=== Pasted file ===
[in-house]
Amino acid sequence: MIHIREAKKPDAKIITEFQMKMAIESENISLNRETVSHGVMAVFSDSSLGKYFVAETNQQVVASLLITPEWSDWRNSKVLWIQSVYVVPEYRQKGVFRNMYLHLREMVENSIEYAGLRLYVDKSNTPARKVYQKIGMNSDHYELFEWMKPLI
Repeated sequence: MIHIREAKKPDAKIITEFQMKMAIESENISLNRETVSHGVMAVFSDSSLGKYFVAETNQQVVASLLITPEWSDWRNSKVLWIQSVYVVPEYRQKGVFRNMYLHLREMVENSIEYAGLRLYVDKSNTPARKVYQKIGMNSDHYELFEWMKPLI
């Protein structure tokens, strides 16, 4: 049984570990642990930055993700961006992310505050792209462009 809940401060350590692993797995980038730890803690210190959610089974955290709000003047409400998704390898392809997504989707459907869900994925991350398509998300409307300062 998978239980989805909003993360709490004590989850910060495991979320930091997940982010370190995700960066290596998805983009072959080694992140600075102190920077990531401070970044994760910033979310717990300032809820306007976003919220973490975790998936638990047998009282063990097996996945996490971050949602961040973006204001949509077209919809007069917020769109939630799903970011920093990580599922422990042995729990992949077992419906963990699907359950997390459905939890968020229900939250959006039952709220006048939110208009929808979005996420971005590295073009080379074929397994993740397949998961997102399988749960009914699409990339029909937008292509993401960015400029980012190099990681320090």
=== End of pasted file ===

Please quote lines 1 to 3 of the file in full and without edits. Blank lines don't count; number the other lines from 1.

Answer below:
[in-house]
Amino acid sequence: MIHIREAKKPDAKIITEFQMKMAIESENISLNRETVSHGVMAVFSDSSLGKYFVAETNQQVVASLLITPEWSDWRNSKVLWIQSVYVVPEYRQKGVFRNMYLHLREMVENSIEYAGLRLYVDKSNTPARKVYQKIGMNSDHYELFEWMKPLI
Repeated sequence: MIHIREAKKPDAKIITEFQMKMAIESENISLNRETVSHGVMAVFSDSSLGKYFVAETNQQVVASLLITPEWSDWRNSKVLWIQSVYVVPEYRQKGVFRNMYLHLREMVENSIEYAGLRLYVDKSNTPARKVYQKIGMNSDHYELFEWMKPLI